Deaths Elsewhere

Deaths Elsewhere

September 25, 2004

Elsewhere

Skeeter Davis,

72, who hit the top of the pop charts with "The End of the World" in 1963 and sang on the Grand Ole Opry radio show for more than 40 years, died Sunday of cancer at a Nashville hospice. She received a diagnosis of breast cancer in 1988 and had a recurrence in 1996.

Ms. Davis - nicknamed Skeeter by her grandfather, who said she was so active she buzzed around like a mosquito - toured with Elvis Presley and the Rolling Stones.

She became a regular on the Opry, a live radio show, in 1959, and continued to perform as late as this year. Besides "The End of the World," her hits included "I'm Saving My Love" and "I Can't Stay Mad at You."

A native of Dry Ridge, Ky., she was born Mary Frances Penick. She took the name Skeeter Davis in the 1950s when she became half of the Davis Sisters duet.

Stephen Baker,

83, who created the "Let your fingers do the walking" ad campaign for the Yellow Pages and advised readers on how to live with a neurotic dog, died of cancer of the gastrointestinal tract in Manhattan on Sept. 13.

As an art director for the advertising agency Cunningham & Walsh and later as founder of his own firms, he tried to create sassy ads that steered clear of the hard sell. For one commercial in the "Let your fingers do the walking" campaign to promote AT&T's Yellow Pages, a woman's well-manicured hand saunters down a street, its long red fingernails resembling high heels. AT&T used the slogan for at least six years, and it is still used by other telephone directories, according to the Yellow Pages Association.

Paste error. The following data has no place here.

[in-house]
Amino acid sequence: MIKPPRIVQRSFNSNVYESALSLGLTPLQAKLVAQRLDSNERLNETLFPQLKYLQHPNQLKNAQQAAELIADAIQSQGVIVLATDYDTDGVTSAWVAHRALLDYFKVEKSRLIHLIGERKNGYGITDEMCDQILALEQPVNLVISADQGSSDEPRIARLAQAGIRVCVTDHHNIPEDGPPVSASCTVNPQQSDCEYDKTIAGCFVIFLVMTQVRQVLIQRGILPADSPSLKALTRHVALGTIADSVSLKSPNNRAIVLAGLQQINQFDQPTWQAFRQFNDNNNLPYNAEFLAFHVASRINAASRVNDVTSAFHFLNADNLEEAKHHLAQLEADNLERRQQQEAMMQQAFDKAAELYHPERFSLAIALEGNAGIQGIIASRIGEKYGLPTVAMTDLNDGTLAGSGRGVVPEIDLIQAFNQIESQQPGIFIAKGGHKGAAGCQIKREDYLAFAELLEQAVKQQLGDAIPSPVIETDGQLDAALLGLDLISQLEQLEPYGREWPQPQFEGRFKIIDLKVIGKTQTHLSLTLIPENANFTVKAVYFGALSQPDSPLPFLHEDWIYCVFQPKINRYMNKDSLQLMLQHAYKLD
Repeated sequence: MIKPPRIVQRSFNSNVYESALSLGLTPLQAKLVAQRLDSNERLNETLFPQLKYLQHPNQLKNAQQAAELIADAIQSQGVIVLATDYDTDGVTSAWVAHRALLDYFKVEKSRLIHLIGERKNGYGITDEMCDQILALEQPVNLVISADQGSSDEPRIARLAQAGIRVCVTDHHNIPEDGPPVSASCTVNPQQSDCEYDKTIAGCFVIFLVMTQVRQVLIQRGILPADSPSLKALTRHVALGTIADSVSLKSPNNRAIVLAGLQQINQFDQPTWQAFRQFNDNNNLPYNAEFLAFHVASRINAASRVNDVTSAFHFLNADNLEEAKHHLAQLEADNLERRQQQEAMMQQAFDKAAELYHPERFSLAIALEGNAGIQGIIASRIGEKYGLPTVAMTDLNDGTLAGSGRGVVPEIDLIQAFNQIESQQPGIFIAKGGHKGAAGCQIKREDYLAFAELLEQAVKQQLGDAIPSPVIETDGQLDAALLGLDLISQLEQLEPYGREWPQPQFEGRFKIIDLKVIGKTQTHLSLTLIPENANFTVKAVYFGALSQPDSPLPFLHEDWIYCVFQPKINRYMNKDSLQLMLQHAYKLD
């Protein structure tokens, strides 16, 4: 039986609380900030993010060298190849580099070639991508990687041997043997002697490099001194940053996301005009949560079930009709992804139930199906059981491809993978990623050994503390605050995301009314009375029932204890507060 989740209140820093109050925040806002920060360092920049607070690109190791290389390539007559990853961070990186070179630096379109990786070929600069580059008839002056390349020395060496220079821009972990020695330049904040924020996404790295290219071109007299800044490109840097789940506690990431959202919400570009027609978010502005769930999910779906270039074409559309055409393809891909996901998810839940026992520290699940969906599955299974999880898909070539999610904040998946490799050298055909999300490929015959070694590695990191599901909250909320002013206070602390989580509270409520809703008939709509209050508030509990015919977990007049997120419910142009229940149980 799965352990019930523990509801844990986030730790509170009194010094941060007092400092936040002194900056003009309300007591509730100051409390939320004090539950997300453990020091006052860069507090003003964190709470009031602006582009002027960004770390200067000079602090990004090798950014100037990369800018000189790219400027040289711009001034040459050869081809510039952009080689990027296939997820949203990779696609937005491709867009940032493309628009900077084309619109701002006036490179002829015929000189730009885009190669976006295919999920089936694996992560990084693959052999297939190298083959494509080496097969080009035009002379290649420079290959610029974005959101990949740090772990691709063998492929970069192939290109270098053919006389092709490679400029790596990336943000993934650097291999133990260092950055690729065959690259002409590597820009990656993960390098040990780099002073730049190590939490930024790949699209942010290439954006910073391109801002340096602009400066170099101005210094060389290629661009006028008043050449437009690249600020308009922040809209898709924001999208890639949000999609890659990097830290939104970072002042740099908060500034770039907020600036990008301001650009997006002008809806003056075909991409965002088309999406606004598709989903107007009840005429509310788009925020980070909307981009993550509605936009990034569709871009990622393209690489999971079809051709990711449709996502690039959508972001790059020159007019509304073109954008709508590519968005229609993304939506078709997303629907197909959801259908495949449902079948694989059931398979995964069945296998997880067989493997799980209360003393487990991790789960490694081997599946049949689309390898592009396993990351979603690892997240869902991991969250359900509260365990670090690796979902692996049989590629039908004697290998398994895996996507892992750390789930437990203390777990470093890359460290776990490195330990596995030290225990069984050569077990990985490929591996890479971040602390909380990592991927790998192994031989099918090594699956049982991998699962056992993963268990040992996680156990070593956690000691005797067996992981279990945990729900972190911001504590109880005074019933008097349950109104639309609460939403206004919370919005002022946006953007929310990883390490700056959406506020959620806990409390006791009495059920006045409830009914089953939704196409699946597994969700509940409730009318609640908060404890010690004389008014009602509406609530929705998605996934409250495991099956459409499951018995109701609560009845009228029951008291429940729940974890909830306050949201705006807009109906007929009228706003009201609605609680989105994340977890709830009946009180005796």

Mr. Baker wrote 22 books on a range of topics. Some, like The Systematic Approach to Advertising Creativity and Advertising Layout and Art Direction, became widely used textbooks. But the bulk offered blithe tips for dealing with the eccentricities of others. "DO be patient with your neurotic dog," he wrote in How to Live with a Neurotic Dog (Pocket Books, 1960). "Try to understand the underlying cause of his neurosis: it's you." The book sold more than 200,000 copies.

Harold Zinkin Sr.,

82, a bodybuilding icon who invented the Universal Gym machine, died Wednesday after hitting his head in a fall at his home in Fresno, Calif.

Mr. Zinkin won the first Mr. California bodybuilding title in 1941 and befriended many of the legends of the fitness field, including Jack La Lanne and Arnold Schwarzenegger. He was a regular at Muscle Beach in the 1930s, part of a core group that started the then-ridiculed physical fitness movement.

He moved to Fresno in 1953 and later started a chain of fitness centers. In 1961, he patented the Universal Gym weight training system, which was designed to make multiple exercises possible on one piece of equipment.

Edward Larrabee Barnes,

89, an architect who designed the IBM headquarters in New York and several other notable structures, died Tuesday of complications from a stroke at his Cupertino, Calif., home.

His designs ranged from the Walker Art Center in Minneapolis and the Dallas Museum of Art to the Thurgood Marshall Federal Judiciary Building in Washington.

During the late 1960s, Mr. Barnes produced one of his most famous designs: the master plan for the State University of New York at Purchase. His most notable work was the IBM headquarters, built in 1983 at Madison Avenue and 57th Street, which reflected his loyalty to the Modernist movement in architecture.

Marvin M. Mitchelson,

76, an attorney who counseled scores of celebrities through divorce and pioneered the legal revolution known as "palimony," died Sept. 18 of cancer in Beverly Hills, Calif.

Marvin v. Marvin made Mr. Mitchelson a household name in the 1970s. He won a $104,000 award for Michelle Triola Marvin, the live-in lover of actor Lee Marvin. He fought for and won her right to file the lawsuit, and he later said that the day she was allowed into court was the day marriage and family law changed forever. The award was later overturned, but the concept of palimony was upheld by the California Supreme Court. It came to signify a new social order for unmarried, cohabitating partners.

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